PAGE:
I am playing with impredicative type theories (CC and UTT). I am not quite familiar with the distinction between $\textsf{Prop}$ and $\textsf{Type}$ as it is not available in MLTT. Here is my question.

Let $\Gamma$ be a valid context and let $A:\textsf{Prop}$, $D:\textsf{Type}$ and $B:D\rightarrow\textsf{Prop}$. My question can be divided into two parts:

  1. By the above definitions, $A\rightarrow\Sigma x:D.B(x)$ is a well-formed type. Is it possible that $A\rightarrow\Sigma x:D.B(x)$ is not a theorem in an empty context but is a theorem in context $\Gamma$?
  2. If $A\rightarrow\Sigma x:D.B(x)$ is not a theorem in an empty context but is a theorem in context $\Gamma$, then what amounts to a proof object of $A\rightarrow\Sigma x:D.B(x)$ in $\Gamma$?




If we take $P : \Prop$ to be some independent proposition, then we can take: $$A = ⊤\\D = 2\\B(0) = ¬P\\B(1) = P$$

Then a derivation of $$⊢ ⊤ → Σb:2. B(b)$$ is deciding $P$. If no non-constructive principles are assumed, presumably there is no such derivation. However there is an easy derivation of $$P ⊢ ⊤ → Σb:2.B(b)$$ In the sort of theories you're talking about, constructions in $\Prop$ aren't really very different from those in $\mathsf{Type}$, aside from rules for equality and possible restrictions on eliminators and the like. So a proof term could just look like:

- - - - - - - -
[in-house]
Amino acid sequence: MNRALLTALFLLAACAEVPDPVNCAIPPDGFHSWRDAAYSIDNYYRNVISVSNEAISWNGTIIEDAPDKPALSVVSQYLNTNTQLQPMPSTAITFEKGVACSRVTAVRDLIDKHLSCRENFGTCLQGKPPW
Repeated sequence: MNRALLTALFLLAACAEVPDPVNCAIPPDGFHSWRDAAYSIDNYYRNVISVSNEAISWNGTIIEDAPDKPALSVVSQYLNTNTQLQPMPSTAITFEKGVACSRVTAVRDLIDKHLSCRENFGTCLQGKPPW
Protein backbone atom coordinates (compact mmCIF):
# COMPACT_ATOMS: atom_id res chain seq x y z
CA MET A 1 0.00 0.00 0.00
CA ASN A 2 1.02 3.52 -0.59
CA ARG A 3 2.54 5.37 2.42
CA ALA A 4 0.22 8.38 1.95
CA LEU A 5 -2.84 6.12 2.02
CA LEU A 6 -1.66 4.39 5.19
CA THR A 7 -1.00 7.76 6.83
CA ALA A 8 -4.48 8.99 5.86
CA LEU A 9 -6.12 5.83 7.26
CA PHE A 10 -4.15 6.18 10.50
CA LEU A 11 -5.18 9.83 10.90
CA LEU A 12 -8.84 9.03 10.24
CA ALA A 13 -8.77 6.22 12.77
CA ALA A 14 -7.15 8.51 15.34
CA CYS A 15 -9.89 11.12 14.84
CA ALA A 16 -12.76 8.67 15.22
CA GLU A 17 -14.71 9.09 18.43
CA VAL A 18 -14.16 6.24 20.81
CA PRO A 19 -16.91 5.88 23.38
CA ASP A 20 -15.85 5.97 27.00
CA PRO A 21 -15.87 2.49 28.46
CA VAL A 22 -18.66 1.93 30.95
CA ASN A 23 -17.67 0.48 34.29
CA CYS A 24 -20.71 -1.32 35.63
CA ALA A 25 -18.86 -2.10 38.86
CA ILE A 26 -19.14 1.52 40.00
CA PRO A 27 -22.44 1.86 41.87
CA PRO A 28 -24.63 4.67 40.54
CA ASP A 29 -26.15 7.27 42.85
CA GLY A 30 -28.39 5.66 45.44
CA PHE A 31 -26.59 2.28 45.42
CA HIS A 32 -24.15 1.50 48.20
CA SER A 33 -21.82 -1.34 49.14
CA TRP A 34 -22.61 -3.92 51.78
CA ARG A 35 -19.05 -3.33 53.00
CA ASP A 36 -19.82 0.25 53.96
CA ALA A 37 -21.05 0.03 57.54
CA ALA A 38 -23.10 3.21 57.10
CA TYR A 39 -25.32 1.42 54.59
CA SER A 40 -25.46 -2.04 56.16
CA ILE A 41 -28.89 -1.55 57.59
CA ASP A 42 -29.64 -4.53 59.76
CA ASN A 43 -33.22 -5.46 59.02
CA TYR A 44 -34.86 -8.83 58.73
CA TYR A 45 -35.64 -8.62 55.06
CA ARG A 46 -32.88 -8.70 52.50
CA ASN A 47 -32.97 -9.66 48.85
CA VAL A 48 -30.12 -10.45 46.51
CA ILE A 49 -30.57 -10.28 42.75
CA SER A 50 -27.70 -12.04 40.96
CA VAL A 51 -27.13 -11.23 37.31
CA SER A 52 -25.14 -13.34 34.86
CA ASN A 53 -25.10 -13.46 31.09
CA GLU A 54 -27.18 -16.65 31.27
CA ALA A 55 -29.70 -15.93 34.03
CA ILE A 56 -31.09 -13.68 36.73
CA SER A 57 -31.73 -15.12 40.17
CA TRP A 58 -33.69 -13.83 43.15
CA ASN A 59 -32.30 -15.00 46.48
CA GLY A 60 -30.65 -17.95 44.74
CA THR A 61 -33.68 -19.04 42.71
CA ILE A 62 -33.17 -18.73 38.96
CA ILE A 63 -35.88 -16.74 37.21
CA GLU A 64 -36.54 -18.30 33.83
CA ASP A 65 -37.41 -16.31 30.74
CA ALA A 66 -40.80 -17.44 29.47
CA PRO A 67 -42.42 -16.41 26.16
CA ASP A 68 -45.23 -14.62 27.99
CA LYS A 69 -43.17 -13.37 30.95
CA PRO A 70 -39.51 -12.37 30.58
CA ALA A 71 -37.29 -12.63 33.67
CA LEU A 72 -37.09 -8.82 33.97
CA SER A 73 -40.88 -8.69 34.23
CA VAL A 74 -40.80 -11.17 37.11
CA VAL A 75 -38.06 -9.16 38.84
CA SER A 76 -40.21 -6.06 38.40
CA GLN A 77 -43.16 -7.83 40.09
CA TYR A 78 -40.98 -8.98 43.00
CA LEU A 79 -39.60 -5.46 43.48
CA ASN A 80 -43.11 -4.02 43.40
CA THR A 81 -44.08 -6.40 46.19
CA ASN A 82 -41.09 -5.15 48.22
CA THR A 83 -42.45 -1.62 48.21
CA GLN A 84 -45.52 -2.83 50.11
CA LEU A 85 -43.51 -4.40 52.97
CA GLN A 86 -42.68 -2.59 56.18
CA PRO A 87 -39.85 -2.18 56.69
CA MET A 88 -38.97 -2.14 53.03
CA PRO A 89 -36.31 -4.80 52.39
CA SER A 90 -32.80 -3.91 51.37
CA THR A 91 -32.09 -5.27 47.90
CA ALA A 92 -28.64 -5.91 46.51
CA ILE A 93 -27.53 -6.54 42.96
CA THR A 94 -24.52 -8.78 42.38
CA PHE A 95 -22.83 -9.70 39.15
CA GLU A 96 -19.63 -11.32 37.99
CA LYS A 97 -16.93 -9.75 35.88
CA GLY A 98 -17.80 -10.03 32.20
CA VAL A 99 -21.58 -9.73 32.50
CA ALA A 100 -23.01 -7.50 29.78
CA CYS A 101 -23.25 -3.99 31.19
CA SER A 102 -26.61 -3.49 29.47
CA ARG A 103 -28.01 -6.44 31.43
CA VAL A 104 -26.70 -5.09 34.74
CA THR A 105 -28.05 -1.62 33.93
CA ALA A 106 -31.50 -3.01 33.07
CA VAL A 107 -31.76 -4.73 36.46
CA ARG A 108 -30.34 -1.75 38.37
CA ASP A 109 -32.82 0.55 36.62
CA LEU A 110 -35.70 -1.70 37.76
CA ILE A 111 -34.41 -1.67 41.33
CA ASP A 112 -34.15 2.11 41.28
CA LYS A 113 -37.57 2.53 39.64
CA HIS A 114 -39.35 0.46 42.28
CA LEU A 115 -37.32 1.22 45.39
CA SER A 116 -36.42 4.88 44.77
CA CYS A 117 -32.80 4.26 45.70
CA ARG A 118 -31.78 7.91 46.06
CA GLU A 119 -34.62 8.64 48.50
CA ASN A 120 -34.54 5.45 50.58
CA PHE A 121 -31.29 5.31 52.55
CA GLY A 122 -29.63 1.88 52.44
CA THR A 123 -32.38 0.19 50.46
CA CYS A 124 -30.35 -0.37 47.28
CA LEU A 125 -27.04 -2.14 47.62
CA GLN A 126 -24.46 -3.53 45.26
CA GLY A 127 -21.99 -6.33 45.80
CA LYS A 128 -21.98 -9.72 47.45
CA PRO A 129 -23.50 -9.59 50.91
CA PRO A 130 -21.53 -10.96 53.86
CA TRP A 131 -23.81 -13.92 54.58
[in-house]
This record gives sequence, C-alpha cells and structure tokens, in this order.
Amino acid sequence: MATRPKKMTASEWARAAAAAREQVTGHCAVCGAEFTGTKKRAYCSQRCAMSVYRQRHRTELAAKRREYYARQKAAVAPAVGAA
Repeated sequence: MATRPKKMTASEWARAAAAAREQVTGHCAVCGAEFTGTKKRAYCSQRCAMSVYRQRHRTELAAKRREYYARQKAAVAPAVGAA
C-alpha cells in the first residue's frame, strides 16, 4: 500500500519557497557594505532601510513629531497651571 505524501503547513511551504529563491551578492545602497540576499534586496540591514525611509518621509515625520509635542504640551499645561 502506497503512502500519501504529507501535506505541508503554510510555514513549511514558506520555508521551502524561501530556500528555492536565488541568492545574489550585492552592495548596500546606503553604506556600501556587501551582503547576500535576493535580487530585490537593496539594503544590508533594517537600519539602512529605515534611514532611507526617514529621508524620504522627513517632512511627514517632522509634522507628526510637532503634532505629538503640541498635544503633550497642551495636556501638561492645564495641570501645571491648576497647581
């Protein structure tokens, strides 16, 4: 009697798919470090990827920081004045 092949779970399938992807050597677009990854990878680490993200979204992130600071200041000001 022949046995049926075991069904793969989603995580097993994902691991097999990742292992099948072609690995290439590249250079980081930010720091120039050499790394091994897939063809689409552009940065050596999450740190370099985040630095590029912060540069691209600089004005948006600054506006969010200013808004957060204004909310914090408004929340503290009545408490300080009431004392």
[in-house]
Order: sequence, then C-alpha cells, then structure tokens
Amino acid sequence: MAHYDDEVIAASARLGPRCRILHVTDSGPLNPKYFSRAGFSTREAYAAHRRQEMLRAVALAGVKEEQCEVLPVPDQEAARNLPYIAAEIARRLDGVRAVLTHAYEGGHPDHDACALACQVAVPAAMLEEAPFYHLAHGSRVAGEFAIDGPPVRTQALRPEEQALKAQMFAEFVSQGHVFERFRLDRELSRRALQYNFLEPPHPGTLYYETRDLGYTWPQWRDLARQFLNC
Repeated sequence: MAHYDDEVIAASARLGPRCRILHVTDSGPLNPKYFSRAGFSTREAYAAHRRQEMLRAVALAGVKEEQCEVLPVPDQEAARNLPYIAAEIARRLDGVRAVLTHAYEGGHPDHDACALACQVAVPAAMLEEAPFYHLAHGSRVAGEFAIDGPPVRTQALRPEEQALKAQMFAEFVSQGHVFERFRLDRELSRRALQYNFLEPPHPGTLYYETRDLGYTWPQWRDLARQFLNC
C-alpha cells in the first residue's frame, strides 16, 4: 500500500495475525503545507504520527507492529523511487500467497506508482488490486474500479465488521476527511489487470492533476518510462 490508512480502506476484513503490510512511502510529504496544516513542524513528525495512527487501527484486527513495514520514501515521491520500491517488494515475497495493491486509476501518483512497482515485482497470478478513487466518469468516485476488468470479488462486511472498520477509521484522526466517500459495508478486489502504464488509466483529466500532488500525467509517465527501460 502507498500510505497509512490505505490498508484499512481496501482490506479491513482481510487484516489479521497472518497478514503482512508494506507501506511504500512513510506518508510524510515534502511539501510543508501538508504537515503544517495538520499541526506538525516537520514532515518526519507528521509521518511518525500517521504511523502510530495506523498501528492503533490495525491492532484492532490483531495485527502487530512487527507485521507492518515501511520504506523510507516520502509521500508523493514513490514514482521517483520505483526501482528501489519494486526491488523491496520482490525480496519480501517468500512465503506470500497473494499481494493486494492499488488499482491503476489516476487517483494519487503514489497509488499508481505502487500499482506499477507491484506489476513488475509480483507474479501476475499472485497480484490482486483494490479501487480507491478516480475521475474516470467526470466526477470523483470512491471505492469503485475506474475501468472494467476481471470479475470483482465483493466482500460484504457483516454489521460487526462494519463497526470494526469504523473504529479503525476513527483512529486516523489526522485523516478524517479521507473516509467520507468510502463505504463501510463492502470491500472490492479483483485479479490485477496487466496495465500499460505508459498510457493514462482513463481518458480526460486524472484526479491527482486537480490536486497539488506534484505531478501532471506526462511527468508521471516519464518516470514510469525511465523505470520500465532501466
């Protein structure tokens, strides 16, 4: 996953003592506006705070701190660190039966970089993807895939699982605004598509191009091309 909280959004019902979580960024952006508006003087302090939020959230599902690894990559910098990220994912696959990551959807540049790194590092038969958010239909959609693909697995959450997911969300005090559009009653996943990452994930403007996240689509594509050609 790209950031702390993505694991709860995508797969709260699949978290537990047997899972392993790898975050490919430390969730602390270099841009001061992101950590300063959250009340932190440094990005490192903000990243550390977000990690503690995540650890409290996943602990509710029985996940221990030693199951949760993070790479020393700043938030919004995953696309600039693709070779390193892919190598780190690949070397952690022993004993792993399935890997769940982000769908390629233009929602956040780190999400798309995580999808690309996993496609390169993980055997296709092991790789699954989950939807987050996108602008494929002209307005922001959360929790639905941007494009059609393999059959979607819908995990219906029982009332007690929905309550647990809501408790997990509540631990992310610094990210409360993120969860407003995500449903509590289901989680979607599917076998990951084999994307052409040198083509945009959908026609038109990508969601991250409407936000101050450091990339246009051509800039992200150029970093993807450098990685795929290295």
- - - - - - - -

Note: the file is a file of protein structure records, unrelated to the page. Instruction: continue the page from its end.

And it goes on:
$$p:P ⊢ λt. (1, p) : ⊤ → Σb:2.B(b)$$

I.E. propositional implication and $∀$ are proved by functions, $∧$ and $∃$ by pairs, and $∨$ by terms that look like they belong to a disjoint union, but values of a proposition are considered equal even if they are not syntactically identical, and e.g. you may not be able to do case analysis on an $∨$ value to produce a value of $A : \mathsf{Type}$.

Edit: perhaps I should mention, the bits about how $\Prop$ behaves differently are mostly unrelated to impredicativity, and are instead related to how people think propositions should be different from other types. The possible exception is that impredicative $Σ$ types are inconsistent unless you place restrictions on the way they are eliminated. However, I'm not sure the restrictions I mentioned above are the ones necessary to fix that problem.

  • $\begingroup$ Hi, a quick question. What do you mean by requiring $D=2$? Or you mean $D$ is $\textsf{Bool}$? Because I see later you mention 0 and 1. Thanks! $\endgroup$ – Samuel Jan 14 at 10:52
  • $\begingroup$ Yeah, I mean the type with two values. Could be $\mathsf{Bool}$, $\mathsf{true}$ and $\mathsf{false}$, too. $\endgroup$ – Dan Doel Jan 14 at 14:55
  • $\begingroup$ I see. Thank you! $\endgroup$ – Samuel Jan 14 at 16:00

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